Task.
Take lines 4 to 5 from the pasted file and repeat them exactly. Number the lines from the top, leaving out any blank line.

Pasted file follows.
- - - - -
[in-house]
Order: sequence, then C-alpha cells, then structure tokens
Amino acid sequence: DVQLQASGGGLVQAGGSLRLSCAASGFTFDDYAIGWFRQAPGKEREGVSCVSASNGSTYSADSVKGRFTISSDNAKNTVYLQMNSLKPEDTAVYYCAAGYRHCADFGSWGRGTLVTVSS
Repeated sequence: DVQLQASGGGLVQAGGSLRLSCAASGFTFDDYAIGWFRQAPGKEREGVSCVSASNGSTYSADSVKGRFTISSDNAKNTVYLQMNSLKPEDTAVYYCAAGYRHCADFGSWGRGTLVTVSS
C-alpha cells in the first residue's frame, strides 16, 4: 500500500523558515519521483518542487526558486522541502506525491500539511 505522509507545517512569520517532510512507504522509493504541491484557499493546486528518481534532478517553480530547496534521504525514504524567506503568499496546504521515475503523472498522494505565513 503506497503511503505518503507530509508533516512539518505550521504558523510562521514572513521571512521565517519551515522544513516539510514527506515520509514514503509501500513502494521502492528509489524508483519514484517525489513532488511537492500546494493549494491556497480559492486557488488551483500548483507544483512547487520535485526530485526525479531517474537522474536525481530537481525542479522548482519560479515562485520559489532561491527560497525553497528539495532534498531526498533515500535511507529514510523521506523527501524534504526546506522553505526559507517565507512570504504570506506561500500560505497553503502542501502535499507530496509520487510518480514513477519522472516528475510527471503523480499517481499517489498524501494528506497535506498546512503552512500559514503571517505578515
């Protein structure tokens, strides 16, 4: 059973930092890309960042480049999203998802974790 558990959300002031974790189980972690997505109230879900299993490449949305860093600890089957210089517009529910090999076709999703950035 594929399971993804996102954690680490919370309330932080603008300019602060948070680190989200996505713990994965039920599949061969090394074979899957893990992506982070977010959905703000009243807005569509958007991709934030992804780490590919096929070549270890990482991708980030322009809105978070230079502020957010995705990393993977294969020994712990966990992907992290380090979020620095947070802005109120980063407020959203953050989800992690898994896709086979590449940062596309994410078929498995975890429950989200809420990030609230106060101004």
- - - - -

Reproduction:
Repeated sequence: DVQLQASGGGLVQAGGSLRLSCAASGFTFDDYAIGWFRQAPGKEREGVSCVSASNGSTYSADSVKGRFTISSDNAKNTVYLQMNSLKPEDTAVYYCAAGYRHCADFGSWGRGTLVTVSS
C-alpha cells in the first residue's frame, strides 16, 4: 500500500523558515519521483518542487526558486522541502506525491500539511 505522509507545517512569520517532510512507504522509493504541491484557499493546486528518481534532478517553480530547496534521504525514504524567506503568499496546504521515475503523472498522494505565513 503506497503511503505518503507530509508533516512539518505550521504558523510562521514572513521571512521565517519551515522544513516539510514527506515520509514514503509501500513502494521502492528509489524508483519514484517525489513532488511537492500546494493549494491556497480559492486557488488551483500548483507544483512547487520535485526530485526525479531517474537522474536525481530537481525542479522548482519560479515562485520559489532561491527560497525553497528539495532534498531526498533515500535511507529514510523521506523527501524534504526546506522553505526559507517565507512570504504570506506561500500560505497553503502542501502535499507530496509520487510518480514513477519522472516528475510527471503523480499517481499517489498524501494528506497535506498546512503552512500559514503571517505578515